You will study alongside those on the Classics course. In your first year you take two modules in Greek and Roman Culture and Society, plus Greek at an appropriate level, and accelerated Italian. In your second year you continue to study Greek and Italian languages alongside two optional modules. You will spend your third year studying classical subjects in Italian at one of our partner universities in Venice, Rome, Padua or Bologna and then return for your final year at Warwick.
How will I learn?
You will study in a variety of ways: lectures, seminars (involving student presentations or small-group discussion of a particular topic) and (in your final year) by completing a dissertation on a topic of your choice, with guidance from your departmental supervisor. You will have 2–3 contact hours per week for each module, and will also prepare work independently outside the classroom. Each of your essays will be discussed with you in a one-to-one feedback session with the first marker of the essay.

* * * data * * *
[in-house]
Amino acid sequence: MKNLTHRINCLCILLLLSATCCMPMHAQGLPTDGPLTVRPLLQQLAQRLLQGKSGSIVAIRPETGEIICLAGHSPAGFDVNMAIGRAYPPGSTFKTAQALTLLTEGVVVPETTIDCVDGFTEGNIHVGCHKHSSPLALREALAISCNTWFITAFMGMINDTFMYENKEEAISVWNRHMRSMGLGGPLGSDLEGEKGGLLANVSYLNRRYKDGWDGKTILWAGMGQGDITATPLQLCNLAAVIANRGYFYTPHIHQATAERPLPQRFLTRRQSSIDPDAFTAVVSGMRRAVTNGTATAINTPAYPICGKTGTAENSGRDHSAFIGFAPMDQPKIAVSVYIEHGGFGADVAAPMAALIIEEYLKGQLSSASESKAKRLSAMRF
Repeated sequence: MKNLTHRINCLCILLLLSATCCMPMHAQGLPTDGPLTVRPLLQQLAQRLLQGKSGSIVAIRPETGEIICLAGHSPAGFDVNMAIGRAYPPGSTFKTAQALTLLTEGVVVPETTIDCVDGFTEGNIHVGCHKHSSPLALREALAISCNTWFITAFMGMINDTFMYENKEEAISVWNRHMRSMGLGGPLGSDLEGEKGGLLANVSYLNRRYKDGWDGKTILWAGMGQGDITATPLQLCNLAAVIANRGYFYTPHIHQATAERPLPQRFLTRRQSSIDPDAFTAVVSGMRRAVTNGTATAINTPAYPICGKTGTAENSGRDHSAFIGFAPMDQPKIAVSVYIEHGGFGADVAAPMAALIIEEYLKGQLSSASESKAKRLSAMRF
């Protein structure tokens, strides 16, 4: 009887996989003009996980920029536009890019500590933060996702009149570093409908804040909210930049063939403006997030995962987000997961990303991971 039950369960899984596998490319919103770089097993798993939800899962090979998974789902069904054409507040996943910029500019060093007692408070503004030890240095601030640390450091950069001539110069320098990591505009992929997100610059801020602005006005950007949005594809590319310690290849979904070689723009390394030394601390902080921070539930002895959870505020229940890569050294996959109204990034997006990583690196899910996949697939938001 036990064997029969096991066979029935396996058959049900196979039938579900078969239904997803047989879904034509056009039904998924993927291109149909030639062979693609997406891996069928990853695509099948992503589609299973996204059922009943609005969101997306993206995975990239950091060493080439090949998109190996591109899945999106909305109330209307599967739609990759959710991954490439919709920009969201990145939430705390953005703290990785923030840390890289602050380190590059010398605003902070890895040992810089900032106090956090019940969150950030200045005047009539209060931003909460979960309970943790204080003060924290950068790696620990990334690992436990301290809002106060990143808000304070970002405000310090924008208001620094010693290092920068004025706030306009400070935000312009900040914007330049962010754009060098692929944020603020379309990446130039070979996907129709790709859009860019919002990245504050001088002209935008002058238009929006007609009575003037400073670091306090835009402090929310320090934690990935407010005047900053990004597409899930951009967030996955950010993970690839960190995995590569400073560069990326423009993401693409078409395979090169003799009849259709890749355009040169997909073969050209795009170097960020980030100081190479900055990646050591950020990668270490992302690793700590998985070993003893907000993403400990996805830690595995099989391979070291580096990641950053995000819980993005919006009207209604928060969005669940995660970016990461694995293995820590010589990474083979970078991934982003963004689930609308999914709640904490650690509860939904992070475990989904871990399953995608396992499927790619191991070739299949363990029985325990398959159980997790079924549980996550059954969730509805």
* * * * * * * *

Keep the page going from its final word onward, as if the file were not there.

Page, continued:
All our degrees involve core modules in your first year. In subsequent years, you build on what you have learnt through a choice of modules, which allow you to engage in your own way with the civilisation of the Ancient Mediterranean.
How will I be assessed?
You will take four modules each year, the assessment of which is equally divided between essays submitted during the year and exams in the summer (100% exam for language modules). Your second and fourth years contribute equally to your final degree classification.
On any of the Study in Europe degrees you must obtain an overall 2.1 (60-69) average profile at the end of the first year to be allowed to continue with this degree, and a mark of 56+ in the Italian language module must be achieved. If you don't attain the necessary results, you will revert to the standard form of the degree (ie Classics, Classical Civilisation, Ancient History and Classical Archaeology) and not be allowed to take the Erasmus year abroad.